That depends on the type of supervolcano and your definition of “strong.” There are two types of supervolcano:

1) Megacalderas, or “massive eruptions”:

These are cliff-edged craters, usually (though not always) NOT surrounded by a mountain, where the violence of the eruption emptied the magma chamber. The overburden collapsed into the chamber, leaving a sinkhole-like depression.


Lake Toba — the lake IS the caldera.

2) Traps, or Large Igneous Provinces:

As already mentioned, these are huge regions of lava flow resulting from flood basalt eruptions, often hundreds or thousands of square miles with volumes on order of millions of cubic miles. The lavas are normally laid down in sequential eruptions over millions of years.


Siberian Traps lava flow. Image credit Benjamin Black via USGS.

While traps are considered supervolcanoes, usually it is the megacaldera which is being referenced, due to its violence.

What is the difference between traps and megacalderas?

Traps tend to be effusive and megacalderas tend to be eruptive. This is not always true but usually is. The difference lies in the chemistry of the melt.

Effusive flows tend to have thin, runny lava (low viscosity), usually basaltic in composition. Dissolved gases escape quickly. This produces dramatic lava fountains and swift flows. Example: Kilauea.

Eruptive flows tend to have thick, viscous lava (high viscosity), usually granitic in composition. Dissolved gases are held in the melt.  Pressure builds, and an eruption ensues when the containment (volcanic vent/neck/chamber) fails. Example: Mt. St. Helens.

If the melt chemistry changes for any reason, a trap can become eruptive, or a megacaldera can become effusive, at least temporarily.

How strong is a supervolcano? (Take two)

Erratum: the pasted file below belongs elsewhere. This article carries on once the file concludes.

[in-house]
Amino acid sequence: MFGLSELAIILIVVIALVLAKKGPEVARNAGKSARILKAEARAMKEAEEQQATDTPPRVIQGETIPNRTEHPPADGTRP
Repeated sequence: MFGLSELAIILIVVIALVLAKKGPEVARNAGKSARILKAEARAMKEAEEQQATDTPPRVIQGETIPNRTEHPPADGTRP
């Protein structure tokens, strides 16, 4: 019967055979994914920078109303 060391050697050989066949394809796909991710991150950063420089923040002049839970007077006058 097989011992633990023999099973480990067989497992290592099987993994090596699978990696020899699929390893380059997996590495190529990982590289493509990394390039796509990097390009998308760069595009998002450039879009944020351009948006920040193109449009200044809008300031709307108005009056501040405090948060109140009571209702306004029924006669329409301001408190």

When Mt. St. Helens erupted, it released thermal energy equivalent to approximately 24 megatons (MT). 7 MT of this was expended in the blast alone. The St. Helens eruption was a VEI 5.

As previously mentioned, the Volcano Explosivity Index is logarithmic. A supervolcano eruption is VEI 7-8. This is 2-3 orders of magnitude stronger than St. Helens. A supervolcano, therefore, would release an estimated 2,400-24,000 MT (2.4-24 gigatons (GT)) of thermal energy. If we scale the blast size up proportionally, this would result in a blast equivalent to approximately 700 MT to 7 GT.

How many supervolcanoes exist?

That depends on who you talk to, and what criteria they are using. Some say as few as half a dozen, others as many as 20 or more.

Keep in mind, there may also be ocean-floor volcanos of which we’re unaware.

A Partial List of Known Active/Dormant Supervolcanoes Currently In Existence

  • Aira Caldera/Sakurajima, Kagoshima, Japan
  • Baekdu Mountain, China/North Korea border
  • Campi Flegri/Phlegraean Fields, Naples, Italy
  • Cerro Galan Caldera, Catamarca province, Argentina
  • Kurile Lake/Kurilskoye Lake, Kamchatka, Russia
  • La Pacana, Zapaleri tripoint, Chile/Bolivia/Argentina
  • Lake Toba, North Sumatra, Indonesia
  • Long Valley Caldera, Mammoth Mountain, California, USA (south of Mono Lake)
  • Macauley Island, New Zealand
  • Mount Aso, Kumamoto Prefecture, Japan
  • Tambora, Sumbawa, Indonesia
  • Taupo Caldera, North Island, New Zealand
  • Thera/Santorini, Santorini, Greece
  • Valles Caldera, Santa Fe, New Mexico, USA